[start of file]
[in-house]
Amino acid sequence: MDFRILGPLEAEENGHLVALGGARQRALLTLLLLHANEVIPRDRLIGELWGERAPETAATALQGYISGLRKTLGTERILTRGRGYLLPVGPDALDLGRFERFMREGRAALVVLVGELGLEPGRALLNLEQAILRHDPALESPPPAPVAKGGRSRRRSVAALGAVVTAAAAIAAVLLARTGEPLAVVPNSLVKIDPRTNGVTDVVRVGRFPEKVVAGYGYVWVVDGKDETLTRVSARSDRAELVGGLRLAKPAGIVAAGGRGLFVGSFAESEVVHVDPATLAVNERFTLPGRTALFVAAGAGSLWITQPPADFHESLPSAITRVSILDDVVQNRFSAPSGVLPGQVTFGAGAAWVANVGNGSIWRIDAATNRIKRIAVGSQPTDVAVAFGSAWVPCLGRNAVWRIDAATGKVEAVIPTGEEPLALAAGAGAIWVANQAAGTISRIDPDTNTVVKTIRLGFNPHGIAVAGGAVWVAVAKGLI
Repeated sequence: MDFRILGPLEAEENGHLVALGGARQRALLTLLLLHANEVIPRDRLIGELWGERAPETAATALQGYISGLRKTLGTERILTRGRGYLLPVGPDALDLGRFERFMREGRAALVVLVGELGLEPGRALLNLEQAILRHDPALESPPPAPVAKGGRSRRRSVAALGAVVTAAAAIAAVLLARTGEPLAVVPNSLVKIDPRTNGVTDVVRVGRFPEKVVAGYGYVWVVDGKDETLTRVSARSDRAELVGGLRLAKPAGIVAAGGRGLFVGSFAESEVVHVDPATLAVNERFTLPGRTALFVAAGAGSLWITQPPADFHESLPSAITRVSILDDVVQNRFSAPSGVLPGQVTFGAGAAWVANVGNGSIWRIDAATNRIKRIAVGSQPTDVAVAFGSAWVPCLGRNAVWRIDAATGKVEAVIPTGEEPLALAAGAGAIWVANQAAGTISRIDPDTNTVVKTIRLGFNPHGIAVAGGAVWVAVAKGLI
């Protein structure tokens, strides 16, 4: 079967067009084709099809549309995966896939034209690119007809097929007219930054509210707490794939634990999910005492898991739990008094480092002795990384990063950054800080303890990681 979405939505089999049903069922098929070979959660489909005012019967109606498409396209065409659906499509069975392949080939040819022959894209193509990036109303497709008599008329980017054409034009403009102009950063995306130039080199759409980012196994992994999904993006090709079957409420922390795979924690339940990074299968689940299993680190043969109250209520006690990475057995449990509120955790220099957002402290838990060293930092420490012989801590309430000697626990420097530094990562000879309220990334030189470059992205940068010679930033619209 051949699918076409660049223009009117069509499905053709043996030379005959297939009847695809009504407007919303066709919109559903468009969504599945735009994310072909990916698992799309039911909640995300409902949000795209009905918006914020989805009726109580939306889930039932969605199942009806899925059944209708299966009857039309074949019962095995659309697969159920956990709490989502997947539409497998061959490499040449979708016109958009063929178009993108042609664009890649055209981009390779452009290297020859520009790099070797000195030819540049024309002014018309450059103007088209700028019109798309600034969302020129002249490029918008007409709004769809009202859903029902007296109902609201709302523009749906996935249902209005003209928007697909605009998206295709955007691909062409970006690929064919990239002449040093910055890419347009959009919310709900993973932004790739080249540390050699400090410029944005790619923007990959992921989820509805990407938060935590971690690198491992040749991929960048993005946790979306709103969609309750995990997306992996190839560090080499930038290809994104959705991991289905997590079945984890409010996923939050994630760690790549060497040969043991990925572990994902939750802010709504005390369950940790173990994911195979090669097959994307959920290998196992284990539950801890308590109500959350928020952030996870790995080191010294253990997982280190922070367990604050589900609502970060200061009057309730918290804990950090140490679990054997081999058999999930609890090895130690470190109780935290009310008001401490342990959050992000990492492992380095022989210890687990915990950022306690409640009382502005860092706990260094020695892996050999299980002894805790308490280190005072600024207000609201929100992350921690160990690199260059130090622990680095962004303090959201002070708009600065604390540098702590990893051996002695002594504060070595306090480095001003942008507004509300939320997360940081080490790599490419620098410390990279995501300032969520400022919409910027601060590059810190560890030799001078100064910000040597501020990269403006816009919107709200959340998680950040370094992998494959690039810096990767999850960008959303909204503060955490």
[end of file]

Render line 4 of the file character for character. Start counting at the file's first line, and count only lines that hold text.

């Protein structure tokens, strides 16, 4: 079967067009084709099809549309995966896939034209690119007809097929007219930054509210707490794939634990999910005492898991739990008094480092002795990384990063950054800080303890990681 979405939505089999049903069922098929070979959660489909005012019967109606498409396209065409659906499509069975392949080939040819022959894209193509990036109303497709008599008329980017054409034009403009102009950063995306130039080199759409980012196994992994999904993006090709079957409420922390795979924690339940990074299968689940299993680190043969109250209520006690990475057995449990509120955790220099957002402290838990060293930092420490012989801590309430000697626990420097530094990562000879309220990334030189470059992205940068010679930033619209 051949699918076409660049223009009117069509499905053709043996030379005959297939009847695809009504407007919303066709919109559903468009969504599945735009994310072909990916698992799309039911909640995300409902949000795209009905918006914020989805009726109580939306889930039932969605199942009806899925059944209708299966009857039309074949019962095995659309697969159920956990709490989502997947539409497998061959490499040449979708016109958009063929178009993108042609664009890649055209981009390779452009290297020859520009790099070797000195030819540049024309002014018309450059103007088209700028019109798309600034969302020129002249490029918008007409709004769809009202859903029902007296109902609201709302523009749906996935249902209005003209928007697909605009998206295709955007691909062409970006690929064919990239002449040093910055890419347009959009919310709900993973932004790739080249540390050699400090410029944005790619923007990959992921989820509805990407938060935590971690690198491992040749991929960048993005946790979306709103969609309750995990997306992996190839560090080499930038290809994104959705991991289905997590079945984890409010996923939050994630760690790549060497040969043991990925572990994902939750802010709504005390369950940790173990994911195979090669097959994307959920290998196992284990539950801890308590109500959350928020952030996870790995080191010294253990997982280190922070367990604050589900609502970060200061009057309730918290804990950090140490679990054997081999058999999930609890090895130690470190109780935290009310008001401490342990959050992000990492492992380095022989210890687990915990950022306690409640009382502005860092706990260094020695892996050999299980002894805790308490280190005072600024207000609201929100992350921690160990690199260059130090622990680095962004303090959201002070708009600065604390540098702590990893051996002695002594504060070595306090480095001003942008507004509300939320997360940081080490790599490419620098410390990279995501300032969520400022919409910027601060590059810190560890030799001078100064910000040597501020990269403006816009919107709200959340998680950040370094992998494959690039810096990767999850960008959303909204503060955490």